The 'Best CEO' Jinx Could Hit AutoZone

Apr. 5.12 | About: AutoZone, Inc (AZO)

Forbes just published an article ranking the best CEOs of 2011. It's a bit funny that over the past a few days I wrote three articles about two companies with CEOs who are on the list, Amazon (AMZN) and Chipotle (NYSE:CMG).

In my opinion, the "best CEOs" are more often the luckiest CEOs: Their companies performed extraordinarily well not because of what they did right, but because of macroeconomic conditions and industrial trends (or even worse, the stock market's irrational exuberance). For example, in early 2011 Netflix (NFLX) CEO Reed Hastings was named the best CEO of 2010, all because Netflix was an outrageously overvalued stock in 2010. In 2011, Netflix lost 80% of its stock market value. In fact, there is a pretty good chance that the CEOs can make this list exactly because their companies are already (over)recognized by the stock market. They are, in other words, likely overvalued and can be decent short selling targets. This prompted me to write a series analyzing the companies whose CEOs are on Forbes' Best CEO list. Here are the names:

  • Amazon
  • Salesforce.com (CRM)
  • Dollar Tree (DLTR)
  • Cerner Alexion Pharma (ALXN)
  • Chipotle Mexican Grill
  • AutoZone (AZO)
  • CF Industries Holdings (CF)
  • Fastenal (FAST)
  • O'Reilly Automotive (ORLY)

In this article, I'm going to examine the valuation of AutoZone and decide whether or not it is a worthwhile investment.

AutoZone operates 4,534 stores in the U.S. and 279 in Mexico. Over the past few years, it is one of the best performing stocks in the market.

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AutoZone has $117 million cash and $3.46 billion debt. The debt is not a concern given its EBITDA of $1.76 billion. It pays no dividends. Its revenue, operating income, and net income from 2007 to 2011 are listed in the following table. The growth rate indicates that AutoZone's pricing/earnings ratio of 18 is a little pricey but not extremely expensive.

Revenue

OP Income

Net Income

OCF

FCF

2007

6,170

1,055

596

845

621

2008

6,523

6%

1,124

7%

642

8%

921

9%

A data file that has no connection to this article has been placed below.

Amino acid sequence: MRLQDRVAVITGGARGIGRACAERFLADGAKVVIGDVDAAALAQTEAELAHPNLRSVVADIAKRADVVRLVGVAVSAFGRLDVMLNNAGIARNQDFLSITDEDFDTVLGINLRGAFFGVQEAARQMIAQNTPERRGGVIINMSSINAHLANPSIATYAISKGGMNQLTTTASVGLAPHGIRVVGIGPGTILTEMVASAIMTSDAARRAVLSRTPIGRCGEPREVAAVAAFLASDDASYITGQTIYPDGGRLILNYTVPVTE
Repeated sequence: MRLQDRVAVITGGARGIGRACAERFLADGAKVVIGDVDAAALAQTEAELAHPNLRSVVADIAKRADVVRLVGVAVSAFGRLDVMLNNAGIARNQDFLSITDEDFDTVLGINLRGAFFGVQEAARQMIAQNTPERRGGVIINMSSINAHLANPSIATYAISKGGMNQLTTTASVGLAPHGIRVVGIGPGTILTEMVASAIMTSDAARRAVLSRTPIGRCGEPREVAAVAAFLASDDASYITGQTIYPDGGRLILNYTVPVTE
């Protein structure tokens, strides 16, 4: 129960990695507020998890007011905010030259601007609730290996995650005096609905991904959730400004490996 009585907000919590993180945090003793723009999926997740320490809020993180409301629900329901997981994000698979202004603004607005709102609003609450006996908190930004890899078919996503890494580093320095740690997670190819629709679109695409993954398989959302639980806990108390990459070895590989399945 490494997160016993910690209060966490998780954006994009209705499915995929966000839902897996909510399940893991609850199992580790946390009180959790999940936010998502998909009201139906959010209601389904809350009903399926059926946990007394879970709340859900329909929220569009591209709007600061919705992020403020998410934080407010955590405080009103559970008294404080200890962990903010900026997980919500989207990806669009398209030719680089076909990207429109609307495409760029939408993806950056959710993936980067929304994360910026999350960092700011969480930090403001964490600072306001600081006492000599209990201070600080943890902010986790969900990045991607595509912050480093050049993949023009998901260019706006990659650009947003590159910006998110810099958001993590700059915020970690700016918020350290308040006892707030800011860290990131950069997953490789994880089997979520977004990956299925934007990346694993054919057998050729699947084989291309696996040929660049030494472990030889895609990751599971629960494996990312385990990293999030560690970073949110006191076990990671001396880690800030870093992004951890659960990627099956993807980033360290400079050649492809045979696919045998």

678

9%

2009

6,817

5%

1,176

5%

657

2%

924

0%

652

-4%

2010

7,363

8%

1,319

12%

738

12%

1,196

29%

881

35%

2011

8,073

10%

1,495

13%

849

15%

1,292

8%

970

10%

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But that's not the whole story. AutoZone's same-store sales growth and the number of stores are listed in the following table:

Same-Store Sales Growth

Number of Stores

2007

0.10%

4,056

2008

0.40%

4,240

5%

2009

4.40%

4,417

4%

2010

5.40%

4,627

5%

2011

6.30%

4,813

4%

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AutoZone has been expanding at about 5% a year for quite some time. Prior to late 2006, its stock performance has been very mediocre. What really made the difference was its same-store sales growth since 2009. It increased from virtually zero to ~5% almost overnight. Why? Because AutoZone is a macroeconomic-driven business. AutoZone's store traffic has benefited enormously from the economic downturn; in tough conditions, people do not buy new cars. Instead, they keep used cars longer. Used cars require more maintenance; hence AutoZone's business gets better. By the end of 2011, the average vehicle age reached 10.8 years, the highest number on record.

Based on the jump in new vehicle sales this year, the economy is slowly but surely recovering. For that reason, I do not see AutoZone's current growth rate to continue for much longer. AutoZone's insiders seem to agree with my judgment. Over the past 12 months, they sold a net of 10,510,315 shares. Additionally, by having more stores than pre-crisis, AutoZone's new stores are bound to be in more inferior locations and will be less profitable than before 2007.

Depending on the speed of recovery, if we assume the same-store growth by the end of 2013 will dip to zero, how much is AutoZone worth? Its growth would be around 5%, assuming it continues to open stores at that rate. Its net income can be around $1 billion at the time, and if we give it an 8x P/E ratio, AutoZone is an $8 billion stock. That is 46% lower than the current price. If we use a 10x P/E ratio, it is 33% lower. So it seems the "best CEO" jinx is likely to happen to AutoZone in a year or two.

Disclosure: I have no positions in any stocks mentioned, and no plans to initiate any positions within the next 72 hours.